Food education

I stayed at home sick today. My eyes were watering, my nose was stuffed and my throat was scratchy and dry. I was a mess today and instead of being “brave” and coming in to work, I stayed at home. I think sometimes you just have to give into it and the cold passes quicker. So after writing a quick email to my boss around 8am and shooting a few emails out to our partners all over Europe, I went back to bed and slept until nearly 11am. I really needed that extra few hours!

“BREAKFAST”

I wasn’t hungry and this orange was the only thing I really wanted. It tasted like a juicy heaven. :)

LUNCH

A little while later I thought it was time to have some real food, so I reheated some leftover Cuban braised beef with peppers, avocado and cilantro over ww couscous

Adam really hates cilantro but I purchased it for myself since this dish and another one I plan on making later this week called for it. I realized how in love I am with cilantro. It really made this meal extra special. Yum!

All messy…

MID-AFTERNOON SNACKS

Another juicy orange

A caramel oikos

And 3 cookie dough servings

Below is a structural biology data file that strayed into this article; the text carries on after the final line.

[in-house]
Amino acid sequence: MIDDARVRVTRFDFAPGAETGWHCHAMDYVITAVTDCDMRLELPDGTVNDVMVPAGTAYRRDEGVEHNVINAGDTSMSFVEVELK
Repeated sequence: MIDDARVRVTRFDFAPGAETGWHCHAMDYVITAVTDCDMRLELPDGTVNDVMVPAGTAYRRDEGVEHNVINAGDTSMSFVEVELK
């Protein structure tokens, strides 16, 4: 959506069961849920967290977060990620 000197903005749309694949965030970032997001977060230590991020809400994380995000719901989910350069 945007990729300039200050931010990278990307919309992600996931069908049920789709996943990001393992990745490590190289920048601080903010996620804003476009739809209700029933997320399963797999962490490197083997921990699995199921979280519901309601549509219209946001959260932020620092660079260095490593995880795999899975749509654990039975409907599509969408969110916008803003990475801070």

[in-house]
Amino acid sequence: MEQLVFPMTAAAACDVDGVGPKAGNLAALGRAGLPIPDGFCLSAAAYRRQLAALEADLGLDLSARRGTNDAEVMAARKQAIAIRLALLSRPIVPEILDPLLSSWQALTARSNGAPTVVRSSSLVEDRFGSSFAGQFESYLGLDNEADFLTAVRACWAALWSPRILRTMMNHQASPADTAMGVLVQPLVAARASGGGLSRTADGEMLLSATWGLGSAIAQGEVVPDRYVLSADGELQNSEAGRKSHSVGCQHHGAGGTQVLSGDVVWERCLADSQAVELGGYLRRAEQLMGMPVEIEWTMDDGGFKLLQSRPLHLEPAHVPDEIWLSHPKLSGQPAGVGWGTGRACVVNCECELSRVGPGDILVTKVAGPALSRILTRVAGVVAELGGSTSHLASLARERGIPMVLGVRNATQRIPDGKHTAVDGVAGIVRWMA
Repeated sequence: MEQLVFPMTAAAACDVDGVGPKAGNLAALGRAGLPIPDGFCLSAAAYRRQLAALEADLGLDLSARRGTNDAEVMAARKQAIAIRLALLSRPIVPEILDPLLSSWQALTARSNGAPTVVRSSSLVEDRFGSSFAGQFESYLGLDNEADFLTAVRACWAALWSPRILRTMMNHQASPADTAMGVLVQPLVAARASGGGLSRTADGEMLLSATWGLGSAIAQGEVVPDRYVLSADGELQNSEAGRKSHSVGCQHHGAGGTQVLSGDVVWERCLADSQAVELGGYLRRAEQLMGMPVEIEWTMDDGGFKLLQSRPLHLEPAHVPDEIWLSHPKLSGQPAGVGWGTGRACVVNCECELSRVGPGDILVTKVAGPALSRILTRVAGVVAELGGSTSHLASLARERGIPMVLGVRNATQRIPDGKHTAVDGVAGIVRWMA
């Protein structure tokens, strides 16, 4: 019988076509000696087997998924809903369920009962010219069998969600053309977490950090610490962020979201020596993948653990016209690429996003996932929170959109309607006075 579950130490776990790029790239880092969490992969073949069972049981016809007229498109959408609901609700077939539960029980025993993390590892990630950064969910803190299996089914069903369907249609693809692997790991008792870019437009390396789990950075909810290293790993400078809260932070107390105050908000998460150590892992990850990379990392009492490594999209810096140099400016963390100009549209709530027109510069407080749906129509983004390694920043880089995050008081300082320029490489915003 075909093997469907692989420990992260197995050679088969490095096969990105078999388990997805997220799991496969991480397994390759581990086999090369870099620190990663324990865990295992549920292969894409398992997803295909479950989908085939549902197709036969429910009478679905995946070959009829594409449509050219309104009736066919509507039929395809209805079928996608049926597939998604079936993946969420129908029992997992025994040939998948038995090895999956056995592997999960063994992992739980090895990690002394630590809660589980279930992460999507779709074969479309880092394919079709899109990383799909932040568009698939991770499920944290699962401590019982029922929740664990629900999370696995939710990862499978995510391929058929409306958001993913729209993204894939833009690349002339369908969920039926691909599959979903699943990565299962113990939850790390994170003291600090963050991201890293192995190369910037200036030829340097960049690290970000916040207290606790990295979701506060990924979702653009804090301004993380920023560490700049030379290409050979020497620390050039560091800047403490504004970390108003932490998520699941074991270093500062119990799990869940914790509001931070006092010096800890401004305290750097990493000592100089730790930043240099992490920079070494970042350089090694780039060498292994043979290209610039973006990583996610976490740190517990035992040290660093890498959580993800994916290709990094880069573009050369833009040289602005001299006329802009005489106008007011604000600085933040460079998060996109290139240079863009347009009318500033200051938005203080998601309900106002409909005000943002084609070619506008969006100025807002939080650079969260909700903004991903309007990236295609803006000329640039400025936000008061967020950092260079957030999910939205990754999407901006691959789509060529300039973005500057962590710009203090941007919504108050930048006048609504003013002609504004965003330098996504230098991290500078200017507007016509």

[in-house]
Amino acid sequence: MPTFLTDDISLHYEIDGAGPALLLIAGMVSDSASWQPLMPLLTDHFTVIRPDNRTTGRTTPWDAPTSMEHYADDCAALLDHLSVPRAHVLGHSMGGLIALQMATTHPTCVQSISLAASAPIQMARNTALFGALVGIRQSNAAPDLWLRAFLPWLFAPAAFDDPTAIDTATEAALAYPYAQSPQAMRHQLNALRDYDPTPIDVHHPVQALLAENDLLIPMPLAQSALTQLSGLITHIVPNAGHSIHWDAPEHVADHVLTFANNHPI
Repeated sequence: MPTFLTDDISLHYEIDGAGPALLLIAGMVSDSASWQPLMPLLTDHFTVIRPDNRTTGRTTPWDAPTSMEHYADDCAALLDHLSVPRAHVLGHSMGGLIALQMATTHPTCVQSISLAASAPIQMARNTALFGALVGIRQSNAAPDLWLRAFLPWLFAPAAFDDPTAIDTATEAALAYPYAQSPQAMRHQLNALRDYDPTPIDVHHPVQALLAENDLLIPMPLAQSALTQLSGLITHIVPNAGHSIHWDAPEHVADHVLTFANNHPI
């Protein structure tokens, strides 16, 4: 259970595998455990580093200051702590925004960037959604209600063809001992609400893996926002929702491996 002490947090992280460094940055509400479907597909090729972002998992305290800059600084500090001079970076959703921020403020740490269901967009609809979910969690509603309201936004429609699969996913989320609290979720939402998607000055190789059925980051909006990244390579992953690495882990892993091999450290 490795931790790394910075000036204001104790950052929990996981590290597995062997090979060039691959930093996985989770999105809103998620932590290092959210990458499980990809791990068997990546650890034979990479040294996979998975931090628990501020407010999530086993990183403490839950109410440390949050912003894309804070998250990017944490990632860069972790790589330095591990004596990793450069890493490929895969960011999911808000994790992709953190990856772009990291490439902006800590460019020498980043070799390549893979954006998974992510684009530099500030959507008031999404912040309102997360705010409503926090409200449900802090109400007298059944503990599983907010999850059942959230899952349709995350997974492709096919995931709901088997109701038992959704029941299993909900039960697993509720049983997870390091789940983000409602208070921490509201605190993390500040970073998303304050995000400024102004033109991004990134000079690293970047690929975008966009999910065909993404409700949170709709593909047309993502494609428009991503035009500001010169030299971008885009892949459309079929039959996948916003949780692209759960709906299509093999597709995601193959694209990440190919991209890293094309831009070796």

After polishing off these babies, I looked up Jamie Oliver’s Food Revolution online and decided to watch the first 2 episodes of his show. Within the first 5 minutes, it made me sick thinking about the fact that just I fed myself cookies that I didn’t even bother baking. Sure they don’t have junk ingredients but that’s not exactly nourishing food either. Ten minutes into the show, I realized that I’m a far cry from the people in Huntington. I wonder how a culture where majority of the population consumes over-processed unidentifiable food forms. Sure pizza, burgers and fries taste good but I truly had no idea that some families’/entire cities’ worth of people’s diets mainly consisted of these three “food groups.” It made me sick seeing children being fed pizza for breakfast and chicken nuggets with mashed potatoes (out of potato pearls – WTF is that?!!) for lunch, but the most shocking scene was when Jamie Oliver asked the kids to identify some fresh veggies he brought in. The kids didn’t know what a tomato looked like. Seriously – a tomato??!!! This is not exactly advanced stuff here. Out of 20+ kids, not even one could properly name a fruit or a vegetable. I think someone guessed an eggplant was a pear. They were basically just naming random fruit and veggies they’ve heard of but clearly have never seen in their natural form. This makes me sad, very very sad.